We’ve seen April Fools Day. My turn. What’s happening?
For machining people, the first quarter was solid if not spectacular. The harsh winter hampered production, and inventories piled up in the last quarter of 2013. Automotive was a little soft in January and February, but generally machining folks were satisfied. Not so for companies selling capital equipment.
After a strong finish to 2013, machinery and capital goods firms were looking forward to a strong start in 2014. They did not get it from the scuttlebutt I hear. Nobody knows why for sure. You can blame the rush to use the investment tax savings last year, or tight-fisted big companies who are determined to squeeze more profit out of relatively flat sales (and succeeding). Maybe it’s sticker shock on European manufactured goods, or it’s the ridiculous five-month winter. However you spin it, the first quarter was a disappointment for capital goods sellers. Three more quarters to catch up.
We are coming off a terrific year for the American stock market. It caught everybody by surprise with 25-30% gains for the indexes. It happened with the Fed easing off the gas pedal, interest rates rising (but not a lot), top line sales growth struggling, persistent unemployment, huge budget deficits, Washington gridlock and mediocre growth in the economy. All these headwinds, yet people piled into stocks.
My own feeble answer is “where else do you invest?” Baby boomers see that retirement on interest is impossible at these rates. Real estate is interesting, but difficult for most people to get into on their own. Precious metals and collectibles are tough in times of very low inflation. Starting a business is an option for some, but a forbidding challenge for most. So people pile into index funds and hope for the best. Last year it worked beautifully.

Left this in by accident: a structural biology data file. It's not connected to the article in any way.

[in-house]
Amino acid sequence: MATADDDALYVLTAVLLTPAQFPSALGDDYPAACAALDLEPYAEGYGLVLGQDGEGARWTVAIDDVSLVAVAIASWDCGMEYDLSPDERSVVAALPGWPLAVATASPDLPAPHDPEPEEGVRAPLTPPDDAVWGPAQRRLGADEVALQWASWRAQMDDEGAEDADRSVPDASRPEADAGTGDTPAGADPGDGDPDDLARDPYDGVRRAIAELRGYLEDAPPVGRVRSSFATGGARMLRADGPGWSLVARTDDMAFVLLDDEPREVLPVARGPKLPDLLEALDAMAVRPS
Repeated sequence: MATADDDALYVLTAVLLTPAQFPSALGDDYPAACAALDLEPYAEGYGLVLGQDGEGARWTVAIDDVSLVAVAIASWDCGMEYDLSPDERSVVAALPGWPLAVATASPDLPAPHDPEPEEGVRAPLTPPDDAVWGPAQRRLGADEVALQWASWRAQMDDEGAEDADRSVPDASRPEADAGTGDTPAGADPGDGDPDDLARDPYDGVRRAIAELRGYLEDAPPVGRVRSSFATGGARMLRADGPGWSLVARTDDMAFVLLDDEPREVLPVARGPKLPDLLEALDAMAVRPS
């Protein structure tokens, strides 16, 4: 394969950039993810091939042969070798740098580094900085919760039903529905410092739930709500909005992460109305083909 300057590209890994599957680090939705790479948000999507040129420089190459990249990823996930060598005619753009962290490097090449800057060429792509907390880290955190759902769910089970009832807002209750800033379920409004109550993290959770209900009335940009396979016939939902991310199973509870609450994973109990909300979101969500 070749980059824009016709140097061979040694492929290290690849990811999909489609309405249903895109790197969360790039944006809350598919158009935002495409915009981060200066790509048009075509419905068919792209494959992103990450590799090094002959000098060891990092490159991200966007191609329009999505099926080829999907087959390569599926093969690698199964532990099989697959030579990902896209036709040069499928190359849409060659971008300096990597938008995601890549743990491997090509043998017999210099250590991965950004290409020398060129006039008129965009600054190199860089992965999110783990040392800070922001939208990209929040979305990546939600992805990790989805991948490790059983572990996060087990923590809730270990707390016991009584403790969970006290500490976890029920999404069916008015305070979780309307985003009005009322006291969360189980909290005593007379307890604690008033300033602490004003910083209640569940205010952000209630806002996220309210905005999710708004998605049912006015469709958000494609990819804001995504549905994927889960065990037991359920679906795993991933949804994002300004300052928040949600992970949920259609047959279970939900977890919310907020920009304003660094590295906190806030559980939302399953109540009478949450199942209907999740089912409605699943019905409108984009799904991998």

But I always try to keep in mind that the crowd is often wrong, especially if they follow the pundits. Almost every predictor last year was certain that interest rates were going to spike when the Fed stopped priming the pump aggressively. So far, rates are up very modestly on a historical basis. Inflation continues to be almost non-existent. Commodities are flat. Copper and gold have tanked. And this is while running huge federal deficits. The old equations on inflation no longer seem to hold. I ask, can you raise the prices for your product? I doubt it.
This is the best NCAA Tournament I can remember. Overtimes, upsets, tremendous defense. I love it. I like Kentucky with its superior athletes to win it, but I am rooting for Wisconsin.
One of the greatest political ironies is that President Obama has only one play that Vladimir Putin will respect – flooding the world market with cheap oil and gas, plus dirty old coal. If Obama okays the Keystone Pipeline, makes it easy to drill on Federal land, and embraces fracking as the source of national power, he could scare the Ruskies silly. He could even threaten to use the Strategic Petroleum Reserve, which is full, to knock down world oil prices. Oil at $75 would probably end Putin’s political career and wreck the Russian economy, which is built on oil almost as much as that of Saudi Arabia and Venezuela. It would be a juicy irony for Obama, who has catered so ardently to the Democratic Greens, to use American carbon to punish Putin on Ukraine.
Question: Are you working more for less money than you did five years ago?